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Janssen files Tremfya for psoriatic arthritis in Europe

Hopes to extend use beyond plaque psoriasis


Johnson & Johnson’s Janssen division has filed its immunology therapy Tremfya for psoriatic arthritis (PsA) in Europe, hoping to extend use of the drug beyond plaque psoriasis.

First approved in Europe two years ago, Tremfya (guselkumab) is the follow-up to J&J’s IL-12/IL-23 inhibitor blockbuster Stelara (ustekinumab), which is facing increased competition across many of its approved uses from newer biologic therapies including Novartis’ IL-17 inhibitor Cosentyx (secukinumab).

If approved by the EMA, Tremfya will be the first selective IL-23 inhibitor for people with active PsA in the EU. That could extend the drug’s lead in Europe over its main rival in the class, AbbVie’s Skyrizi (risankizumab), which was approved in Europe for psoriasis earlier this year.

It’s a different picture in the US, where Skyrizi has already been cleared for both psoriasis and PsA, while Tremfya is also approved for psoriasis but was only filed in PsA last month. Some analysts suggest Skyrizi matches Tremfya for efficacy but offers less frequent dosing during the maintenance phase of treatment, as well as competitive pricing.

The new PsA filing is based on the results of two phase 3 trials of Tremfya – DISCOVER-1 and DISCOVER-2 – that met the primary endpoint of a 20% improvement in PsA symptoms (ACR 20 response) at week 24.

The antibody also improved several secondary measures, including ACR 50 and ACR 70 responses and showed signs that it could improve physical function in PsA patients.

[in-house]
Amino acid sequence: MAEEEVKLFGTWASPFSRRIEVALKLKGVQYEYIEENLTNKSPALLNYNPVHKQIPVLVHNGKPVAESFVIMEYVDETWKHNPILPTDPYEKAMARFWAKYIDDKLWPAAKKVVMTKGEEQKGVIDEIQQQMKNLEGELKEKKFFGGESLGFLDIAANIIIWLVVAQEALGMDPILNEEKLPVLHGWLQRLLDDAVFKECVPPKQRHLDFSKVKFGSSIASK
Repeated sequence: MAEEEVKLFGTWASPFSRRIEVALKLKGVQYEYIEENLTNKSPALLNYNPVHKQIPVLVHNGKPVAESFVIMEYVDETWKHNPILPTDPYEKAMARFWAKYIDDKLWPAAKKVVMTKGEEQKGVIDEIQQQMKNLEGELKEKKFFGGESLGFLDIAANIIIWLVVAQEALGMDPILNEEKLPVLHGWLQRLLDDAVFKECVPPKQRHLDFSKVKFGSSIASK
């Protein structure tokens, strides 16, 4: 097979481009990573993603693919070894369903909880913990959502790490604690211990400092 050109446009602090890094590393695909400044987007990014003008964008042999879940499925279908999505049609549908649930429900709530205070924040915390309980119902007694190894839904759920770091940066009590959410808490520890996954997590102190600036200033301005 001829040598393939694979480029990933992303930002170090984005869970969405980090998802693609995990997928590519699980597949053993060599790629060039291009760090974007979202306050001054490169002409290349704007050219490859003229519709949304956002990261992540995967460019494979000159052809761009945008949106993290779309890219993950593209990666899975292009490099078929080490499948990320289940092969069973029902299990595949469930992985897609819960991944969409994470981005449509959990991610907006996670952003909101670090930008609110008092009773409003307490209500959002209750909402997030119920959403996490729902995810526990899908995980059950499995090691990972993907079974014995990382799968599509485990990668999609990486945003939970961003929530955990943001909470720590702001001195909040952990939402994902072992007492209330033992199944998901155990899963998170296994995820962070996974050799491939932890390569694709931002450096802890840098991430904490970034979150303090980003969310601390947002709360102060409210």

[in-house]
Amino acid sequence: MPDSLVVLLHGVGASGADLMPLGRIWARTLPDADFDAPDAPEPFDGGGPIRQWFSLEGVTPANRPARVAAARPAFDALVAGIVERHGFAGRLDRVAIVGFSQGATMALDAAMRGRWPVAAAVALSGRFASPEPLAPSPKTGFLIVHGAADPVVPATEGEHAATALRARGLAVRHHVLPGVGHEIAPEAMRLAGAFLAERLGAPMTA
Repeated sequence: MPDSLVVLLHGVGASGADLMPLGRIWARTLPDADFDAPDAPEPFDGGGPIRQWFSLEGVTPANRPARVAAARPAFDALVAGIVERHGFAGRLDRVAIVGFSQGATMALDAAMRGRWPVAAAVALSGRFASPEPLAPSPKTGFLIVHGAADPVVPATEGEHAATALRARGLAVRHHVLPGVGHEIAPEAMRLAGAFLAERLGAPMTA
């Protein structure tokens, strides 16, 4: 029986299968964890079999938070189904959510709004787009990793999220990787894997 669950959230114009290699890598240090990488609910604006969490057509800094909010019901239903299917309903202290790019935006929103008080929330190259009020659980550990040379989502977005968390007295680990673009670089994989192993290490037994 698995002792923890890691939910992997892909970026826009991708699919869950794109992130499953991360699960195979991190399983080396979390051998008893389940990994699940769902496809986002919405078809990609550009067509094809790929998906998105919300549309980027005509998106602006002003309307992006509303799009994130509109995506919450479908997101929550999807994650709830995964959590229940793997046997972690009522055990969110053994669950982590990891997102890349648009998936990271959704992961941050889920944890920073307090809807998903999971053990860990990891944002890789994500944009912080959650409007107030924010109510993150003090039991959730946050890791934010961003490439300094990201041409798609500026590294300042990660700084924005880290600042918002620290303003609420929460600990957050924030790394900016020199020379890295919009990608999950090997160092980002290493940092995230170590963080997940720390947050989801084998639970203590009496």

Sales of Tremfya reached $742m in the first nine months of 2019 and should easily top the $1bn sales threshold for the full-year, but hasn’t matched the sales trajectory of Stelara – which made $4.66bn in the first three quarters – in its first couple of years on the market.

Stelara is facing the threat of biosimilar competition in the US from 2023, so J&J needs to build as much momentum for Tremfya as it can – including approvals in new indications like PsA, Crohn’s disease, and ulcerative colitis – to compensate.

That could be a challenge, as Skyrizi, Cosentyx and other drugs like Eli Lilly’s IL-17 inhibitor Taltz (ixekizumab) and Pfizer’s oral JAK inhibitor Xeljanz (tofacitinib) are all staking claims to those indications, and biosimilars of first-generation biologics such as the TNF inhibitors are rolling onto the market.

In August, Lilly presented results of a head-to-head trial of Taltz versus Tremfya in psoriasis which suggested its drug was better at achieving complete clearance of skin lesions, although the full data set hasn’t yet been scrutinised by clinicians.

Lilly’s drug also outperformed AbbVie’s $20bn TNF inhibitor blockbuster Humira (adalimumab) in PsA in the SPIRIT trial reported this summer at the EULAR congress.

Article by
Phil Taylor

23rd October 2019

From: Regulatory



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